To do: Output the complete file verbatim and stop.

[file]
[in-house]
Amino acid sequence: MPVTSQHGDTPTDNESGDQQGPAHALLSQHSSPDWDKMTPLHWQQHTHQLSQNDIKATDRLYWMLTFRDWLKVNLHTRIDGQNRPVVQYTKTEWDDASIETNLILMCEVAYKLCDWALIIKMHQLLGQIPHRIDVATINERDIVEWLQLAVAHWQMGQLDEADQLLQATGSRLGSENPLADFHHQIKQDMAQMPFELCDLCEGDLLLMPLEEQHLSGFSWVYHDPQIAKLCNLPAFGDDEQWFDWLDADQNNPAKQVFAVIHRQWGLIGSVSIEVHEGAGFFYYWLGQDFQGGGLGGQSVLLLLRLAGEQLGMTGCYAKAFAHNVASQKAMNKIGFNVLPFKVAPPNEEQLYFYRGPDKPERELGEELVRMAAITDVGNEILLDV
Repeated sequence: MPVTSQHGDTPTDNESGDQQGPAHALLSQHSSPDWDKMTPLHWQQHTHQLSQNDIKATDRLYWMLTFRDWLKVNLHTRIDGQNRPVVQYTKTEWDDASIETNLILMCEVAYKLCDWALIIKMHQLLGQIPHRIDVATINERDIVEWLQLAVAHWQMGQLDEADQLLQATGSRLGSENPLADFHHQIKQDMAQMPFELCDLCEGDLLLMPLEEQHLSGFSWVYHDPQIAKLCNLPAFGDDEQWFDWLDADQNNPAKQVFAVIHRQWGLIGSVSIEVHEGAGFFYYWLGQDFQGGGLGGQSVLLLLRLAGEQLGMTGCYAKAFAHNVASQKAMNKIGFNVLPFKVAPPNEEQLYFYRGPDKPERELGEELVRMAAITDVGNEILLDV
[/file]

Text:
[in-house]
Amino acid sequence: MPVTSQHGDTPTDNESGDQQGPAHALLSQHSSPDWDKMTPLHWQQHTHQLSQNDIKATDRLYWMLTFRDWLKVNLHTRIDGQNRPVVQYTKTEWDDASIETNLILMCEVAYKLCDWALIIKMHQLLGQIPHRIDVATINERDIVEWLQLAVAHWQMGQLDEADQLLQATGSRLGSENPLADFHHQIKQDMAQMPFELCDLCEGDLLLMPLEEQHLSGFSWVYHDPQIAKLCNLPAFGDDEQWFDWLDADQNNPAKQVFAVIHRQWGLIGSVSIEVHEGAGFFYYWLGQDFQGGGLGGQSVLLLLRLAGEQLGMTGCYAKAFAHNVASQKAMNKIGFNVLPFKVAPPNEEQLYFYRGPDKPERELGEELVRMAAITDVGNEILLDV
Repeated sequence: MPVTSQHGDTPTDNESGDQQGPAHALLSQHSSPDWDKMTPLHWQQHTHQLSQNDIKATDRLYWMLTFRDWLKVNLHTRIDGQNRPVVQYTKTEWDDASIETNLILMCEVAYKLCDWALIIKMHQLLGQIPHRIDVATINERDIVEWLQLAVAHWQMGQLDEADQLLQATGSRLGSENPLADFHHQIKQDMAQMPFELCDLCEGDLLLMPLEEQHLSGFSWVYHDPQIAKLCNLPAFGDDEQWFDWLDADQNNPAKQVFAVIHRQWGLIGSVSIEVHEGAGFFYYWLGQDFQGGGLGGQSVLLLLRLAGEQLGMTGCYAKAFAHNVASQKAMNKIGFNVLPFKVAPPNEEQLYFYRGPDKPERELGEELVRMAAITDVGNEILLDV